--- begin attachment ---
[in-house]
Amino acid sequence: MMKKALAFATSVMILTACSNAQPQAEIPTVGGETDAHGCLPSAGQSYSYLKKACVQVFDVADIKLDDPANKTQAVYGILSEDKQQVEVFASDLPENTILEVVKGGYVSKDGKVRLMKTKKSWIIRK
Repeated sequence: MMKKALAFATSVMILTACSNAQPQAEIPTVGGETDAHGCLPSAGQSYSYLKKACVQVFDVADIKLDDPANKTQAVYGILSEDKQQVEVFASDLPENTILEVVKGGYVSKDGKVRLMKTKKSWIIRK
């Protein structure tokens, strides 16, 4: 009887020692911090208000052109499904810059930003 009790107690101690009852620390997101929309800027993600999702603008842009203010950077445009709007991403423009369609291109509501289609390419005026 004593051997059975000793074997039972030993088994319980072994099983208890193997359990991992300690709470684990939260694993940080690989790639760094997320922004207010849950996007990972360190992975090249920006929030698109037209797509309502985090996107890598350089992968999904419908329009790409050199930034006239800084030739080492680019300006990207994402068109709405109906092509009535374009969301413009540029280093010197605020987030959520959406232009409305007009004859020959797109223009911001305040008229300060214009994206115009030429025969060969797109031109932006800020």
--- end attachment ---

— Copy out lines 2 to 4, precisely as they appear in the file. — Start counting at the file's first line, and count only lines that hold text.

Amino acid sequence: MMKKALAFATSVMILTACSNAQPQAEIPTVGGETDAHGCLPSAGQSYSYLKKACVQVFDVADIKLDDPANKTQAVYGILSEDKQQVEVFASDLPENTILEVVKGGYVSKDGKVRLMKTKKSWIIRK
Repeated sequence: MMKKALAFATSVMILTACSNAQPQAEIPTVGGETDAHGCLPSAGQSYSYLKKACVQVFDVADIKLDDPANKTQAVYGILSEDKQQVEVFASDLPENTILEVVKGGYVSKDGKVRLMKTKKSWIIRK
């Protein structure tokens, strides 16, 4: 009887020692911090208000052109499904810059930003 009790107690101690009852620390997101929309800027993600999702603008842009203010950077445009709007991403423009369609291109509501289609390419005026 004593051997059975000793074997039972030993088994319980072994099983208890193997359990991992300690709470684990939260694993940080690989790639760094997320922004207010849950996007990972360190992975090249920006929030698109037209797509309502985090996107890598350089992968999904419908329009790409050199930034006239800084030739080492680019300006990207994402068109709405109906092509009535374009969301413009540029280093010197605020987030959520959406232009409305007009004859020959797109223009911001305040008229300060214009994206115009030429025969060969797109031109932006800020």